Can memory be taught?
Porochista Khakpour was born in Tehran in 1978 and raised in the Greater Los Angeles area (South Pasadena, to be exact). Her first language was Farsi, her second (and luckily mostly forgotten) tongue, Valley Girl. She attended Sarah Lawrence College and The Johns Hopkins Writing Seminars MA program. She has been awarded fellowships from Johns Hopkins University, Northwestern University, the Sewanee Writers’ Conference, Virginia Center for the Creative Arts, and Yaddo.
She began writing as an arts and entertainment journalist—her subjects have spanned from clubs (Paul Oakenfold!) to couture (Paul Poiret!); Maggie Gyllenhaal (Maggie’s first big feature!) to Fabio (Porochista’s first feature at 16!); New York City’s finest drinking establishments (Paper magazine bar columnist, 2000-2001, as well as New York magazine online bar critic) to rural Illinois’s most dangerous skydiving compound (2004 staff writer stint at The Chicago Reader). Her writing has appeared in The New York Times, The Daily Beast, The Village Voice, The Chicago Reader, Paper, Flaunt, Nylon, Bidoun, Alef, Canteen, nerve.com and FiveChapters.com, among others.
She currently spends a third of her time in New York City and two thirds three hours away in Lewisburg, Pennsylvania where she teaches Fiction at Bucknell University.
Porochista Khakpour: Yeah memory . . . Memory can be narrative, right, in some ways. And sometimes it’s not your own narrative. Xerxes through much of the novel is trying to shed his parents’ narrative. And much of that comes out of the memories that he doesn’t know are his or theirs – the fights they had in the house; the things that were mentioned; what’s his, what’s theirs. You know it’s constantly a challenge for him in the novel. That’s a great question.
It’s hard to know. Memories are passed down, and it’s sort of your choice what becomes yours and what you discard. For me my whole life I’ve worked hard to not adopt a lot of the troubling narrative of my own parents. But sometimes there are moments when I think, you know, “Did that really happen? Or is that something they told me?” They often think that my first memory of Iran was something that they . . . they told me about. But I swear I remember. You know I remember the anti-aircraft missiles in the courtyard outside their bomb shelter; and sort of, you know . . . a series of pink lights in almost an oval . . . in a perfect oval in the sky. And my mother praying, you know, something I have never seen her do again. But my mother with me in her arms praying. My mother says, “You can’t remember that. You were only about three.” But I remember it vividly. But I also . . . That’s part of why I like it too, the notion of memory. There’s so much gray area. And the novel has a preoccupation, I think, with the gray areas.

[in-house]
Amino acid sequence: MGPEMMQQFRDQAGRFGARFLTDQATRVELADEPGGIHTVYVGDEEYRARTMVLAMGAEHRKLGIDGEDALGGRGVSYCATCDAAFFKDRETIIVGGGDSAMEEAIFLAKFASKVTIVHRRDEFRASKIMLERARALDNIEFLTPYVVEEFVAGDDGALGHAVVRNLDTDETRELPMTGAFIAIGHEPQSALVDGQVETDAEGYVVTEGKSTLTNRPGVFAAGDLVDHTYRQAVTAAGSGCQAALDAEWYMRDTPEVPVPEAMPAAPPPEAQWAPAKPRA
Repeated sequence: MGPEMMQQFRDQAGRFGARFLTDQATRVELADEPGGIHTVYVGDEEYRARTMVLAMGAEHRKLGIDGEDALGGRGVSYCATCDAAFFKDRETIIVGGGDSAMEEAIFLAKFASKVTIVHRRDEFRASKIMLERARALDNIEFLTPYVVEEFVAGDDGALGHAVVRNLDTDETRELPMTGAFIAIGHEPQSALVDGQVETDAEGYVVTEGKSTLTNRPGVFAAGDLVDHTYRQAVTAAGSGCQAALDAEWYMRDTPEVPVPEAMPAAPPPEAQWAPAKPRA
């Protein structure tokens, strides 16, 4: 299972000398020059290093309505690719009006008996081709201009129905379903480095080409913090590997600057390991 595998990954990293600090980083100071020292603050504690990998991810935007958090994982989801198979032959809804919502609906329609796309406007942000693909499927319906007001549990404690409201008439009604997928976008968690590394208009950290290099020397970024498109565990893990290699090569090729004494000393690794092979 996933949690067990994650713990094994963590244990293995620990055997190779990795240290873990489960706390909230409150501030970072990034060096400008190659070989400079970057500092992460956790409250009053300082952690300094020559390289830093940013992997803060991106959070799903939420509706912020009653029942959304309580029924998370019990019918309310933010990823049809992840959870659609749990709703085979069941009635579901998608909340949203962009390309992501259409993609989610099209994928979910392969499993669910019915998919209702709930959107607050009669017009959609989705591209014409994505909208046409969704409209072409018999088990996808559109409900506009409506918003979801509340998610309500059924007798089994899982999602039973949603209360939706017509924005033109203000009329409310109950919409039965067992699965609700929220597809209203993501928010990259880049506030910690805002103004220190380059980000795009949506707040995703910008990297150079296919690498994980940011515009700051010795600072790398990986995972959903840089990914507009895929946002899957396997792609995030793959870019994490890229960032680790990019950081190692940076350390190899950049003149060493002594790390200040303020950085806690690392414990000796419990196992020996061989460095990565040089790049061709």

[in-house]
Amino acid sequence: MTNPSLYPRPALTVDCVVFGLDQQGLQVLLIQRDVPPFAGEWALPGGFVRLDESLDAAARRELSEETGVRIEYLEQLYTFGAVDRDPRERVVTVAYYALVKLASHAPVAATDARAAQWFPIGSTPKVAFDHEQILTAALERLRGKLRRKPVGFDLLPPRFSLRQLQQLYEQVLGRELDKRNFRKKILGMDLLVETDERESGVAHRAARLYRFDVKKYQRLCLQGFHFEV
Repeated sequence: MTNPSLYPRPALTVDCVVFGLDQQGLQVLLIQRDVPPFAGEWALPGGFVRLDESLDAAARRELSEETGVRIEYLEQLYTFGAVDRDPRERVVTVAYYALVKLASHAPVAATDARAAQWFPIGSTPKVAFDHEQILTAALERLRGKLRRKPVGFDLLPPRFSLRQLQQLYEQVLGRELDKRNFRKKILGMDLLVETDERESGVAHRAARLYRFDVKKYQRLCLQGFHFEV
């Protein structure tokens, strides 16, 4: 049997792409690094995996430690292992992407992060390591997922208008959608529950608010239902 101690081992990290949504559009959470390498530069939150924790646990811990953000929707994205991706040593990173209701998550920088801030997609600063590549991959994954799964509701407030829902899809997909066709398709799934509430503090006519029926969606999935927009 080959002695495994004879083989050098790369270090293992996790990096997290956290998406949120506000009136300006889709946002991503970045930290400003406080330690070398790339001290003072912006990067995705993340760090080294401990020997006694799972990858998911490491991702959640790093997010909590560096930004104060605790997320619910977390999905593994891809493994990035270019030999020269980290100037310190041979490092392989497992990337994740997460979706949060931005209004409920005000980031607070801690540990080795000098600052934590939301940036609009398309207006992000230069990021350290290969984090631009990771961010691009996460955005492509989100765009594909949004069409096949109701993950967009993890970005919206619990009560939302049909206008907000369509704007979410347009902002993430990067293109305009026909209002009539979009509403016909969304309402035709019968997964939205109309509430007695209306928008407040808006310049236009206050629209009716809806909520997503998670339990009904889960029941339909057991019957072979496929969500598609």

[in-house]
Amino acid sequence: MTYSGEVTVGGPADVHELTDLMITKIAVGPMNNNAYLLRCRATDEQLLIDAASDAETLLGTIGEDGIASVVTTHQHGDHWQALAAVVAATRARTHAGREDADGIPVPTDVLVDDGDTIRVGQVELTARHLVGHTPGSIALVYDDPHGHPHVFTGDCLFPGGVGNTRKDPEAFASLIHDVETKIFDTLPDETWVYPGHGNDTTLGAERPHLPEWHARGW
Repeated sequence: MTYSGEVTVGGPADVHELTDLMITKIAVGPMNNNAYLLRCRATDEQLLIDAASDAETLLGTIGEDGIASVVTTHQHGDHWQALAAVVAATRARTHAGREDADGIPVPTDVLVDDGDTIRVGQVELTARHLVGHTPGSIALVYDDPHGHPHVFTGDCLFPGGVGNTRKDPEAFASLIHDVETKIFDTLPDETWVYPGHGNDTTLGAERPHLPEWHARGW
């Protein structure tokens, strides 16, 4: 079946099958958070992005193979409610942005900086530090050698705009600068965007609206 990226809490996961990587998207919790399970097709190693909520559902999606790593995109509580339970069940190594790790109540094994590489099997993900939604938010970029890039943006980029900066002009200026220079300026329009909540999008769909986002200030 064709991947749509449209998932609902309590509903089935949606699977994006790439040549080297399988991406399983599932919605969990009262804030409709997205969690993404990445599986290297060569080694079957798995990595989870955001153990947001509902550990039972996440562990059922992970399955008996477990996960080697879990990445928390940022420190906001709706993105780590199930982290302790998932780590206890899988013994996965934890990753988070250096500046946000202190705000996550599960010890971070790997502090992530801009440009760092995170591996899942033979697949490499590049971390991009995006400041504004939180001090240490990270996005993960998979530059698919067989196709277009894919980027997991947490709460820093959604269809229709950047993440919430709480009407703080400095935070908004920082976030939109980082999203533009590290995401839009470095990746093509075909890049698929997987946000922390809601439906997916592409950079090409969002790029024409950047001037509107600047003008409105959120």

Recorded on: 1/18/08
"There's so much grey area," Khakpour says.
To create wiser adults, add empathy to the school curriculum.
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- Global Oneness Project is a free library of stories—containing short documentaries, photo essays, and essays—that each contain a companion lesson plan and learning activities for students so they can expand their experience of the world.
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Just before I turned 60, I discovered that sharing my story by drawing could be an effective way to both alleviate my symptoms and combat that stigma.
I've lived much of my life with anxiety and depression, including the negative feelings – shame and self-doubt – that seduced me into believing the stigma around mental illness: that people knew I wasn't good enough; that they would avoid me because I was different or unstable; and that I had to find a way to make them like me.